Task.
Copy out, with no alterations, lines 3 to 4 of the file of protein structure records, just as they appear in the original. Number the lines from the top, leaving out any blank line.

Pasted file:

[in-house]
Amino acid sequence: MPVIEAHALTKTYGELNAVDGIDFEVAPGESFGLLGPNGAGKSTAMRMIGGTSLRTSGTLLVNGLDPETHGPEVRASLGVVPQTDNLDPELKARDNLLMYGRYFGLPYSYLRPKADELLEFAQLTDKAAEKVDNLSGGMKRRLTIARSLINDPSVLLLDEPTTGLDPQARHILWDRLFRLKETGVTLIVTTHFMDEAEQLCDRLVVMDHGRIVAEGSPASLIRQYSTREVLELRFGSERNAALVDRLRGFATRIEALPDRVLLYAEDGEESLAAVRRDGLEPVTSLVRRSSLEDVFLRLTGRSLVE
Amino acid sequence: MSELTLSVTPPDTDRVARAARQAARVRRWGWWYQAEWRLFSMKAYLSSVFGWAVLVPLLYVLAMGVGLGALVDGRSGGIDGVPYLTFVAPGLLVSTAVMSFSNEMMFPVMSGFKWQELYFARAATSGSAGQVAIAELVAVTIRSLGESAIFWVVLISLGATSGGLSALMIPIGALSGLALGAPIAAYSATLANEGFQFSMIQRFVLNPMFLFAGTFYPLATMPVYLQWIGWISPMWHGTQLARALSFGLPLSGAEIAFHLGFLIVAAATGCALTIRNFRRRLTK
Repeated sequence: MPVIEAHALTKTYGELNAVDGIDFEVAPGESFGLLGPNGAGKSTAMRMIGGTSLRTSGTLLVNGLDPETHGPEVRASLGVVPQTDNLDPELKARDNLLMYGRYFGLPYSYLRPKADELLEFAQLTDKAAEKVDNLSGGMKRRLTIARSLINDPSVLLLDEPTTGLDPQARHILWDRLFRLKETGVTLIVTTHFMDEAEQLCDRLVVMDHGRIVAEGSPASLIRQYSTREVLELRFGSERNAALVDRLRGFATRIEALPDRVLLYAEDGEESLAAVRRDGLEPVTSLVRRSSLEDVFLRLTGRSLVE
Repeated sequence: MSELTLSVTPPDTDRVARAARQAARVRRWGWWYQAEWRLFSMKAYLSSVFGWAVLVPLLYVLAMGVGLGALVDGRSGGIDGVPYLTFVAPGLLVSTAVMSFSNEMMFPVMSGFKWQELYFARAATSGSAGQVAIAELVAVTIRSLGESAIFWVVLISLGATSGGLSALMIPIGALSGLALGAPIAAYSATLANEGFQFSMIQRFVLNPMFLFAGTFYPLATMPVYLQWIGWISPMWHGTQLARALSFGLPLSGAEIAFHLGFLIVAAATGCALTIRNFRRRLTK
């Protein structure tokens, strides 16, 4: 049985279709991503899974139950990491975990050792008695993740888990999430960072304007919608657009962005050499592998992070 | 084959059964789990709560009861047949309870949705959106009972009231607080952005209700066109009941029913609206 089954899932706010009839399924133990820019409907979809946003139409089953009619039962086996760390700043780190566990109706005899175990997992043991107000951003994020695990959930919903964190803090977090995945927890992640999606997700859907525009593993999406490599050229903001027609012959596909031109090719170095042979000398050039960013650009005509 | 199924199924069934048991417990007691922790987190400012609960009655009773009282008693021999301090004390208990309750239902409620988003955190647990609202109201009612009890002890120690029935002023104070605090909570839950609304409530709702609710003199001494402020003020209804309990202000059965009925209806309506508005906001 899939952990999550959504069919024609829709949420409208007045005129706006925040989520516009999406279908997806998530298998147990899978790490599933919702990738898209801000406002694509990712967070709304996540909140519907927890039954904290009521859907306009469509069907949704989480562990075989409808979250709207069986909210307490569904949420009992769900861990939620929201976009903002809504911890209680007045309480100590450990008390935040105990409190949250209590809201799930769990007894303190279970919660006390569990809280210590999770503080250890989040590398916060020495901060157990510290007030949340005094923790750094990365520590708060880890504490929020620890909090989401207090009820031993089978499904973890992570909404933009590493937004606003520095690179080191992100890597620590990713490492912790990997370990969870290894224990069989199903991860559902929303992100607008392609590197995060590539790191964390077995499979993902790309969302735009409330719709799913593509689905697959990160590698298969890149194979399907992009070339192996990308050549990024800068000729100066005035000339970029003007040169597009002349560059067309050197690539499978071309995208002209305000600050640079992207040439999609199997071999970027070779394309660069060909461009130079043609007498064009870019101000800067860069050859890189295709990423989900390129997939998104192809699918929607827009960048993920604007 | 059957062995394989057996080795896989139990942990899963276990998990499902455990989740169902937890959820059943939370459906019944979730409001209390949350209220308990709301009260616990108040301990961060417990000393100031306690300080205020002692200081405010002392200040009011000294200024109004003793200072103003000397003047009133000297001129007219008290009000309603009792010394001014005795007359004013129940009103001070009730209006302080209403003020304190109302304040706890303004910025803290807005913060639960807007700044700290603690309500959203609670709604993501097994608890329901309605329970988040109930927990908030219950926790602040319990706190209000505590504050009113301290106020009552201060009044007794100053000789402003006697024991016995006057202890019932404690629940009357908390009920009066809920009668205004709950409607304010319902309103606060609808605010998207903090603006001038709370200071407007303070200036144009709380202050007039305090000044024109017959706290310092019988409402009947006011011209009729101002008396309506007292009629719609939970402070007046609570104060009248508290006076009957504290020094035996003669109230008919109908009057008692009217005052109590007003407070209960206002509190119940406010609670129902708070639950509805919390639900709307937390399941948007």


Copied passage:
Amino acid sequence: MSELTLSVTPPDTDRVARAARQAARVRRWGWWYQAEWRLFSMKAYLSSVFGWAVLVPLLYVLAMGVGLGALVDGRSGGIDGVPYLTFVAPGLLVSTAVMSFSNEMMFPVMSGFKWQELYFARAATSGSAGQVAIAELVAVTIRSLGESAIFWVVLISLGATSGGLSALMIPIGALSGLALGAPIAAYSATLANEGFQFSMIQRFVLNPMFLFAGTFYPLATMPVYLQWIGWISPMWHGTQLARALSFGLPLSGAEIAFHLGFLIVAAATGCALTIRNFRRRLTK
Repeated sequence: MPVIEAHALTKTYGELNAVDGIDFEVAPGESFGLLGPNGAGKSTAMRMIGGTSLRTSGTLLVNGLDPETHGPEVRASLGVVPQTDNLDPELKARDNLLMYGRYFGLPYSYLRPKADELLEFAQLTDKAAEKVDNLSGGMKRRLTIARSLINDPSVLLLDEPTTGLDPQARHILWDRLFRLKETGVTLIVTTHFMDEAEQLCDRLVVMDHGRIVAEGSPASLIRQYSTREVLELRFGSERNAALVDRLRGFATRIEALPDRVLLYAEDGEESLAAVRRDGLEPVTSLVRRSSLEDVFLRLTGRSLVE